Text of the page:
MAKILALA, North Cotabato (MindaNews/17 August) – Looking for a videoke noise-free place to stay?
Then come to the newly-developed eco-tourism park in Barangay Israel here. Recently developed by the provincial government, the site offers a homestay service for tourists who want to enjoy cool climate and a quiet setting.
Bernadine Paraiso, tourism officer of the village, told MindaNews that they have recently completed a two-day training on homestay accommodation facilitated by the Public Affairs Assistance Tourism and Sports Development Division of the provincial government.
Though they have yet to finalize the accommodation fees, Paraiso said they have initially identified one of the 25 houses that can accommodate up to 12 persons.
She added that the house owner is charging P750 for an overnight stay.
Among the attractions in the park are the 2.3-kilometer ziplines, the tamed Macaque monkeys and its lush surroundings, which is ideal for backpacking, she said.
The zipline ride costs P200 per person.
Sometimes a wild deer can be spotted freely roaming underneath the lauan trees along the ridges, Paraiso said.
With the opening of the zipline last month, the village is expecting an influx of tourists from neighboring towns, provinces and even foreign tourists, she said.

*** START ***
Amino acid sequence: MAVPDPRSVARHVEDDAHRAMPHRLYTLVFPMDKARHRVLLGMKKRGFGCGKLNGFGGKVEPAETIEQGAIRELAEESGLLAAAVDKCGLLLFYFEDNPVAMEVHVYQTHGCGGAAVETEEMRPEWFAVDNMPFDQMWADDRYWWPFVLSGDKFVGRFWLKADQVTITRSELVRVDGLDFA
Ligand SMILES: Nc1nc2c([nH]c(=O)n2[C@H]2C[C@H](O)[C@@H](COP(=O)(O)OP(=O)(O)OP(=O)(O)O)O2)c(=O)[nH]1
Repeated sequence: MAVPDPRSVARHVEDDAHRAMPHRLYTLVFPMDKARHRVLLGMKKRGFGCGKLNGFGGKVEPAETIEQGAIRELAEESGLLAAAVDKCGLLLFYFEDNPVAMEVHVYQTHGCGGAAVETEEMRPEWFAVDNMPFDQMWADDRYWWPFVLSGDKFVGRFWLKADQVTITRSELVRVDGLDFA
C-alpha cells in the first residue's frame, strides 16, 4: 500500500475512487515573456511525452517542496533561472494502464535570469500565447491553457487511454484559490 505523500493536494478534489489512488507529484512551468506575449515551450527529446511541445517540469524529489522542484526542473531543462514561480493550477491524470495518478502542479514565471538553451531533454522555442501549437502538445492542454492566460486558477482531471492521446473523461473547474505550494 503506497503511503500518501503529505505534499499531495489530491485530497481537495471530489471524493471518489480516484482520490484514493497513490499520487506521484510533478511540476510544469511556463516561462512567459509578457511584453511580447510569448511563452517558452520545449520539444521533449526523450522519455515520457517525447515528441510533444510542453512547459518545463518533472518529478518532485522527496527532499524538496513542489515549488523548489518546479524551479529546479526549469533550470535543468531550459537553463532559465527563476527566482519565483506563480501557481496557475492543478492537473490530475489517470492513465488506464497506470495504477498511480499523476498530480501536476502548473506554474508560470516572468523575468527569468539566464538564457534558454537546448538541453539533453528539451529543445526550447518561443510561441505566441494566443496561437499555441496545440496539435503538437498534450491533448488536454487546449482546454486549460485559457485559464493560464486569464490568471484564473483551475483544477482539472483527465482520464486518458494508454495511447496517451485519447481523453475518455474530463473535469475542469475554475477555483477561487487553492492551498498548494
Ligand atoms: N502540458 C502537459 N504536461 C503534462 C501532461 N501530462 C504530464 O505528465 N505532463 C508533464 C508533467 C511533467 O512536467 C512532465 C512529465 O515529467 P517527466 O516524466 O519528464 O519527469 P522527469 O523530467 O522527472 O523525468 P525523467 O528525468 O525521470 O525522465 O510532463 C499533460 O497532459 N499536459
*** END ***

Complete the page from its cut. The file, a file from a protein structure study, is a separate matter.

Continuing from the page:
Hence, Gov. Lala Talino-Mendoza suggested offering the homestay service instead of putting up a hotel in the barangay as she wanted the homeowners to earn, she added.
The homestay service covers food preparation as well as tour guide services.
Gateway to Mt. Apo
The village is also one of the gateways to Mt. Apo, the country’s highest peak.
Sid Mainit, the town’s tourism officer, told MindaNews that the trail to Mt. Apo has been reopened three years ago.
Peace and order problems had prompted the local government to discourage trekkers from utilizing the trail, Mainit said.
The periphery of the village used to be a haven of the New People’s Army.
“Karon okay na, they can pass the trail again going to Mt. Apo,” said the tourism officer, adding it takes two days to reach the summit.
Unlike some other tourist destinations, the ecotourism park in New Israel doesn’t have videoke machines.
Since the village is also home to the religious sect “Moncadista,” videoke machines, smoking, liquor and eating of any four-legged animals are prohibited.
This explains why the villagers only eat fish and vegetables.
Village chief Lovely Guibernas-Paraiso said her barangay is a perfect place to rest for those who hate the noise of videoke.
“The only noises you can hear here at night are the insects and some birds,” she said in an interview with MindaNews last month.
The village chief also clarified that tourists may also bring any of their preferred food and drinks for as long as they keep it for themselves only.
Canned meat products are not available in the sari-sari stores of the village, she disclosed.
She added they are planning to develop a one- hectare pond, where tourists can enjoy boat rides.
At the view deck where one can see the plains of neighboring town Bansalan, a sari-sari store offers coffee made of droppings from Philippine Civets.
Paraiso said they will also build a mini-zoo in the village. (Keith Bacongco/MindaNews)